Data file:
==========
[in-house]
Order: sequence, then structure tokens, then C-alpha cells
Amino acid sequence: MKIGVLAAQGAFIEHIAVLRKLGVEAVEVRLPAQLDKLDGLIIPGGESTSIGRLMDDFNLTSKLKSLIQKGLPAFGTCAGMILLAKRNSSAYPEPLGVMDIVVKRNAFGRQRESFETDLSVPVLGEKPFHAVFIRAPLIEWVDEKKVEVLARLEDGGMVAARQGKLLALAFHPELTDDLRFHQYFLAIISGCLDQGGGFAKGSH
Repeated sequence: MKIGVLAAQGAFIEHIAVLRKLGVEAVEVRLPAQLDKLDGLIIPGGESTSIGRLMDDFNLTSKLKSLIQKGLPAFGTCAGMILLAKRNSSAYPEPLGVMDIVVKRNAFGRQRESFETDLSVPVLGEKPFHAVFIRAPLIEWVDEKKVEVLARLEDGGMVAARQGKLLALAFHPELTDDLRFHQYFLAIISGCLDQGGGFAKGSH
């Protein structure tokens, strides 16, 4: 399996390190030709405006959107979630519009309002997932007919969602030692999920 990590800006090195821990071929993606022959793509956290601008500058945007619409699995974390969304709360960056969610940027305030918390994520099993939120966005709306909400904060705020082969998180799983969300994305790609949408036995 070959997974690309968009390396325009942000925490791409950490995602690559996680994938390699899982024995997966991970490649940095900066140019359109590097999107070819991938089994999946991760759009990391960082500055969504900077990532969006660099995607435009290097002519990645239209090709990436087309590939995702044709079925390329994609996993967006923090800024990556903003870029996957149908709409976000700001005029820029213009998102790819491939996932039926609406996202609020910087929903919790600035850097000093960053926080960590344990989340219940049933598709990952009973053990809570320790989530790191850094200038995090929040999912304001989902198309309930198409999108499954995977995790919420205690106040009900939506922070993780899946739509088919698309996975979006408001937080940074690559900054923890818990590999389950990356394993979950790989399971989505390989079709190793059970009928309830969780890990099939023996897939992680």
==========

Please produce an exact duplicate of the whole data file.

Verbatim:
[in-house]
Order: sequence, then structure tokens, then C-alpha cells
Amino acid sequence: MKIGVLAAQGAFIEHIAVLRKLGVEAVEVRLPAQLDKLDGLIIPGGESTSIGRLMDDFNLTSKLKSLIQKGLPAFGTCAGMILLAKRNSSAYPEPLGVMDIVVKRNAFGRQRESFETDLSVPVLGEKPFHAVFIRAPLIEWVDEKKVEVLARLEDGGMVAARQGKLLALAFHPELTDDLRFHQYFLAIISGCLDQGGGFAKGSH
Repeated sequence: MKIGVLAAQGAFIEHIAVLRKLGVEAVEVRLPAQLDKLDGLIIPGGESTSIGRLMDDFNLTSKLKSLIQKGLPAFGTCAGMILLAKRNSSAYPEPLGVMDIVVKRNAFGRQRESFETDLSVPVLGEKPFHAVFIRAPLIEWVDEKKVEVLARLEDGGMVAARQGKLLALAFHPELTDDLRFHQYFLAIISGCLDQGGGFAKGSH
């Protein structure tokens, strides 16, 4: 399996390190030709405006959107979630519009309002997932007919969602030692999920 990590800006090195821990071929993606022959793509956290601008500058945007619409699995974390969304709360960056969610940027305030918390994520099993939120966005709306909400904060705020082969998180799983969300994305790609949408036995 070959997974690309968009390396325009942000925490791409950490995602690559996680994938390699899982024995997966991970490649940095900066140019359109590097999107070819991938089994999946991760759009990391960082500055969504900077990532969006660099995607435009290097002519990645239209090709990436087309590939995702044709079925390329994609996993967006923090800024990556903003870029996957149908709409976000700001005029820029213009998102790819491939996932039926609406996202609020910087929903919790600035850097000093960053926080960590344990989340219940049933598709990952009973053990809570320790989530790191850094200038995090929040999912304001989902198309309930198409999108499954995977995790919420205690106040009900939506922070993780899946739509088919698309996975979006408001937080940074690559900054923890818990590999389950990356394993979950790989399971989505390989079709190793059970009928309830969780890990099939023996897939992680």